Democratic women kept on winning during the primaries on Tuesday, playing a key role in fueling a progressive insurgency and securing nominations in key districts that will be vital for a potential “blue wave” this fall.
Women saw gains across all five states that went to the polls, including scoring a series of major victories in New York. Here’s a rundown of how women candidates did in Tuesday’s primaries.
Women were at the forefront of a resounding progressive insurgence
Alexandria Ocasio-Cortez, a 28-year-old Democratic socialist and first-time political candidate, was responsible for the biggest upset of the night, defeating incumbent Joe Crowley in New York’s 14th Congressional District, which encompasses part of Queens and the Bronx. Ocasio-Cortez, who ran a progressive platform touting Medicare-for-all, had also hit Crowley for being out of step with an increasingly diverse district.
Given the district’s Democratic leanings, Ocasio-Cortez has a high chance of taking the seat in November and would become one of the youngest members of the House if she does.
Progressive activist Dana Balter also swept away the chances of Juanita Perez Williams, the Democratic Congressional Campaign Committee’s choice, in New York’s 24th Congressional District upstate. Balter is a Syracuse University professor who garnered significant backing from local Democrats; some of them were annoyed when the Democratic establishment tried to swoop in and shape the race to its liking.
Former St. Lawrence County official Tedra Cobb, a progressive candidate, won her primary as well, by a landslide in New York’s 21st Congressional District.
A woman who helped shape election commission policy on child care advanced in her primary
Liuba Shirley beat out political veteran DuWayne Gregory of New York’s Second Congressional District, which is located along Long Island’s South Shore. Shirley is the founder of New York’s 2nd District Democrats, a group dedicated to opposing the Trump administration.
Shirley also made headlines earlier this spring after she gained Federal Election Commission (FEC) approval to use campaign dollars to pay for child care. Shirley had asked the agency if she could use campaign funds to cover her $22-per-hour cost of child care, an expense she incurred after starting to run for office. Former Secretary of State Hillary Clinton was among those who threw their backing behind Shirley’s request.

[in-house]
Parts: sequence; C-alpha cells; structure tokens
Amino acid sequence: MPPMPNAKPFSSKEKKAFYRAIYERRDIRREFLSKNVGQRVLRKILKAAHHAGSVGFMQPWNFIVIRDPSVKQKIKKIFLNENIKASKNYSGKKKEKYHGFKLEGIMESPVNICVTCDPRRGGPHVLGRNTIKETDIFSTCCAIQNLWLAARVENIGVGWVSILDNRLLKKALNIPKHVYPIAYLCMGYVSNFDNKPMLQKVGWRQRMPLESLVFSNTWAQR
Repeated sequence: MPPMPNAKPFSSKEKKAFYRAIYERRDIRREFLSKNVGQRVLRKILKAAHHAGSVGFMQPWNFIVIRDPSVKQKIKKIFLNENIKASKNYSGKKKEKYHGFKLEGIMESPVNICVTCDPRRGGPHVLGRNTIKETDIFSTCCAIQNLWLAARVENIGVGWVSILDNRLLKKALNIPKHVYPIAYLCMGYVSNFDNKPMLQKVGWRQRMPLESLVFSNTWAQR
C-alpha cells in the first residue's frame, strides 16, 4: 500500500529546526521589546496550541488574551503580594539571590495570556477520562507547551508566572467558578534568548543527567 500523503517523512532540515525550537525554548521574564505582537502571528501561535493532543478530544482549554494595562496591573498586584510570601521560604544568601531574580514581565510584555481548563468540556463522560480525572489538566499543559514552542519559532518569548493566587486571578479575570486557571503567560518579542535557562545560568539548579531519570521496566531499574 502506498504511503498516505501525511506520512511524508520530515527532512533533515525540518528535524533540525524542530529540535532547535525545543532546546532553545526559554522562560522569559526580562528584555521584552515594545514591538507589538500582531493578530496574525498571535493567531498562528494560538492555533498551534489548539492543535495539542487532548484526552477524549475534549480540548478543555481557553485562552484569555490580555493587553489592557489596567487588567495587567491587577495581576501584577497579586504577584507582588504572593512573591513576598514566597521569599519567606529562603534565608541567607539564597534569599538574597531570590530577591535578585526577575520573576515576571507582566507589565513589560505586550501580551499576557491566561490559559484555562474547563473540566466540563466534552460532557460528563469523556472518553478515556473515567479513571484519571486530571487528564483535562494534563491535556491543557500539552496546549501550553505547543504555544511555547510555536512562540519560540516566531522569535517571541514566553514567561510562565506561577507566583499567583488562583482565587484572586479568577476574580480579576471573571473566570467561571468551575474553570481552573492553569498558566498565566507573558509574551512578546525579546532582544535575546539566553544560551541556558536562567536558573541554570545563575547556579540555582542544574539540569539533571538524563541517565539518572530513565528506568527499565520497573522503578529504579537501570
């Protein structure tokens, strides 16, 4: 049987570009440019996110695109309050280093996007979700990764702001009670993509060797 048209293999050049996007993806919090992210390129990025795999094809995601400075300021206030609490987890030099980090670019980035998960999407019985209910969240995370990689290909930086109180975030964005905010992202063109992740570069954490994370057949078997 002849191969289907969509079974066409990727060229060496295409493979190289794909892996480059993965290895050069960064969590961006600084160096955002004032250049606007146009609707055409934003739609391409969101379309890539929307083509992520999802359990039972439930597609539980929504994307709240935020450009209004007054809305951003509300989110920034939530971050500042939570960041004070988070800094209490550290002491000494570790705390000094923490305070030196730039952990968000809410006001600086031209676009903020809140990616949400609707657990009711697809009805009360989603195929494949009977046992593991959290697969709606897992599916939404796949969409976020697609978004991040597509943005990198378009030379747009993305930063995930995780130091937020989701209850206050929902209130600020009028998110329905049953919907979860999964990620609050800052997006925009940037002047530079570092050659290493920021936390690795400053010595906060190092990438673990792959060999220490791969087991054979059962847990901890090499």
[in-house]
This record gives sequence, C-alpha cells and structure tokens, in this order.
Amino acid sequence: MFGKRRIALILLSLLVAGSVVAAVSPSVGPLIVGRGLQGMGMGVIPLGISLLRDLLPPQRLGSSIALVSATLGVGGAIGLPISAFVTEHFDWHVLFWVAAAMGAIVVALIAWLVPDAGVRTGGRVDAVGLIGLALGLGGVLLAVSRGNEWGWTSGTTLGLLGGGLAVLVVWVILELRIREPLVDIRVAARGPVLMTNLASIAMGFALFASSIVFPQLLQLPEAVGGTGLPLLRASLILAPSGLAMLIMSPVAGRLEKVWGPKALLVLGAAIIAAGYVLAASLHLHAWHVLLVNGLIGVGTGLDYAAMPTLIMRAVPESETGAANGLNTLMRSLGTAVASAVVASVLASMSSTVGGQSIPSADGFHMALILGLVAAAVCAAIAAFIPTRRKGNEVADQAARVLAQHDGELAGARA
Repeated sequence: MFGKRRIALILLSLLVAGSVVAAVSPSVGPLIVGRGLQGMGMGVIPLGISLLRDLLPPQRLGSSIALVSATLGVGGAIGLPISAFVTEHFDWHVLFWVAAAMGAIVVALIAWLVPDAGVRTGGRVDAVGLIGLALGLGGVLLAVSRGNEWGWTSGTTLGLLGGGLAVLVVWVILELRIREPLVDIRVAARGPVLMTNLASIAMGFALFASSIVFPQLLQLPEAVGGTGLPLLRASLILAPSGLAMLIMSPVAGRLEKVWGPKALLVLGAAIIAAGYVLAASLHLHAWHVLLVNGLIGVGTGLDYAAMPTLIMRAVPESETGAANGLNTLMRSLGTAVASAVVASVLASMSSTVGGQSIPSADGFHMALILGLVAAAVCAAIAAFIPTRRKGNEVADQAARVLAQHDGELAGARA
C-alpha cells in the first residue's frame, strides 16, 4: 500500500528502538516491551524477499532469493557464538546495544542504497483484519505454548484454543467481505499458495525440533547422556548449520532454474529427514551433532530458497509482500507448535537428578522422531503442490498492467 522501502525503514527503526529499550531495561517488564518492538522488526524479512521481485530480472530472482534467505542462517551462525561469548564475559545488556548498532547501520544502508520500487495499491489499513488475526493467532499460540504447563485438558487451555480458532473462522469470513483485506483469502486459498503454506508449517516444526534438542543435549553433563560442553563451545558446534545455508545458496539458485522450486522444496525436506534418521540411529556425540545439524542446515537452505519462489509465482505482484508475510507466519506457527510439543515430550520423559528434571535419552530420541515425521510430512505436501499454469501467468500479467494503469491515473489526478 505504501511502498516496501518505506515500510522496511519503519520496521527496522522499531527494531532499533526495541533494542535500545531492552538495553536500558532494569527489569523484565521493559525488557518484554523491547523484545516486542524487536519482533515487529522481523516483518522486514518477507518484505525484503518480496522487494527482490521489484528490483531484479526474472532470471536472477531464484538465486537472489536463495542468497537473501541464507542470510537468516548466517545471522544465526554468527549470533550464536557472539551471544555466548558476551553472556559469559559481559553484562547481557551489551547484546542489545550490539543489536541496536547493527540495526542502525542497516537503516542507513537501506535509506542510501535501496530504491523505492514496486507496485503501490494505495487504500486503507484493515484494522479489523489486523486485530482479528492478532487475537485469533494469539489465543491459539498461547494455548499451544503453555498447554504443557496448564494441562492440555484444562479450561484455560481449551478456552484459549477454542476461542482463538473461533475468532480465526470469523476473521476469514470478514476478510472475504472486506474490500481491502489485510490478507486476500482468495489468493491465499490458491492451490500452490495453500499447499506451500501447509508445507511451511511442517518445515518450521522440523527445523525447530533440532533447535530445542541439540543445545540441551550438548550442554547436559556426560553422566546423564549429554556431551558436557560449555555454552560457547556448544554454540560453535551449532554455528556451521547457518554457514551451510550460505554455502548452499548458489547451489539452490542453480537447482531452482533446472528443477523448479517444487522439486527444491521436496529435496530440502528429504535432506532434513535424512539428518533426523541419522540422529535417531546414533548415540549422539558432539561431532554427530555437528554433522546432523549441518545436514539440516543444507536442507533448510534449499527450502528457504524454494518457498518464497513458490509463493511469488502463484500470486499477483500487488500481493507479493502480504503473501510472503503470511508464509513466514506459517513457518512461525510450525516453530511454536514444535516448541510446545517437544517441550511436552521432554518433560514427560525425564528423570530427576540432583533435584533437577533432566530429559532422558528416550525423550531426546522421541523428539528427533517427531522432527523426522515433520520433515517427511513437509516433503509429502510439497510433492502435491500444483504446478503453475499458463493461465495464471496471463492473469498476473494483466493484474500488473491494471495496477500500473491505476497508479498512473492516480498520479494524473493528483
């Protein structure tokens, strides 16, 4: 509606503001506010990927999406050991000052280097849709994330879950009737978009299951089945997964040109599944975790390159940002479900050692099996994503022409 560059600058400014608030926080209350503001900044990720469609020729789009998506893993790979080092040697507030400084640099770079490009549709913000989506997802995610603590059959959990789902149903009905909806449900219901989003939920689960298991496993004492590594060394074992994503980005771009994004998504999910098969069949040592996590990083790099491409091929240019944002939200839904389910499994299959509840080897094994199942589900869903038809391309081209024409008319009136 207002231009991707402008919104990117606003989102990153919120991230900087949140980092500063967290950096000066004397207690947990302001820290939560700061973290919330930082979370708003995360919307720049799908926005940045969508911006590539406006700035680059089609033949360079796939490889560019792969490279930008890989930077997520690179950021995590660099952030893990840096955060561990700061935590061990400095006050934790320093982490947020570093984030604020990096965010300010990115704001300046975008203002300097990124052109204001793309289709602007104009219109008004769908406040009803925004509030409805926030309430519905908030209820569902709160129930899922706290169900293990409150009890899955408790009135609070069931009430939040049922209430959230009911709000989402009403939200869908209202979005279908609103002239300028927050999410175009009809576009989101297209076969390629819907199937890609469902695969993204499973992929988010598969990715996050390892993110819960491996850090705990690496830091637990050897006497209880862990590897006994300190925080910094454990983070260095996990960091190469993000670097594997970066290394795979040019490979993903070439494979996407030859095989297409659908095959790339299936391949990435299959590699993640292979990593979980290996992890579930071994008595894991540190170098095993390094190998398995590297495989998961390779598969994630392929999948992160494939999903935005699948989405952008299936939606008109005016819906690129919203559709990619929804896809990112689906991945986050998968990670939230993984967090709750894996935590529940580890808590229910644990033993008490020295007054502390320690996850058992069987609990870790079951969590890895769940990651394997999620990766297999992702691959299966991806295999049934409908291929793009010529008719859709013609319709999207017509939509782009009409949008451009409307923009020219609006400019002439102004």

WE WON! Thank you to the FEC Commissioners for their unanimous vote to approve our request to use campaign funds for childcare! This is a game changer for women and parents considering a run for office. pic.twitter.com/FUfrxXOmVS— Liuba GrechenShirley (@liuba4congress) May 10, 2018
“We’re missing a very critical voice in Congress,” Shirley told reporters after the FEC decision. “When you’re in the thick of things with young children, you have a different perspective and we need that perspective in Congress.”
Women made a range of Democratic gains — with some Republican victories as well
In Oklahoma and Colorado, Democratic women defeated a series of primary competitors to advance in multiple districts. Consultant Amanda Douglas, teacher Mary Brannon, and political strategist Kendra Horn are all set to participate in the Oklahoma runoffs later this year.
Meanwhile, former state Rep. Diane Mitsch Bush and small business owner Karen McCormick dominated their Colorado primaries. On the Republican side, small-business owner Liz Matory and defense consultant Amie Hoeber sailed through their Maryland races as well.
Tuesday’s wins follow a set of stunning victories by Democratic women in Virginia earlier in June. They also further bolster existing data from this primary cycle, which suggests that when women run, they have a strong chance of making it to the ballot in the fall.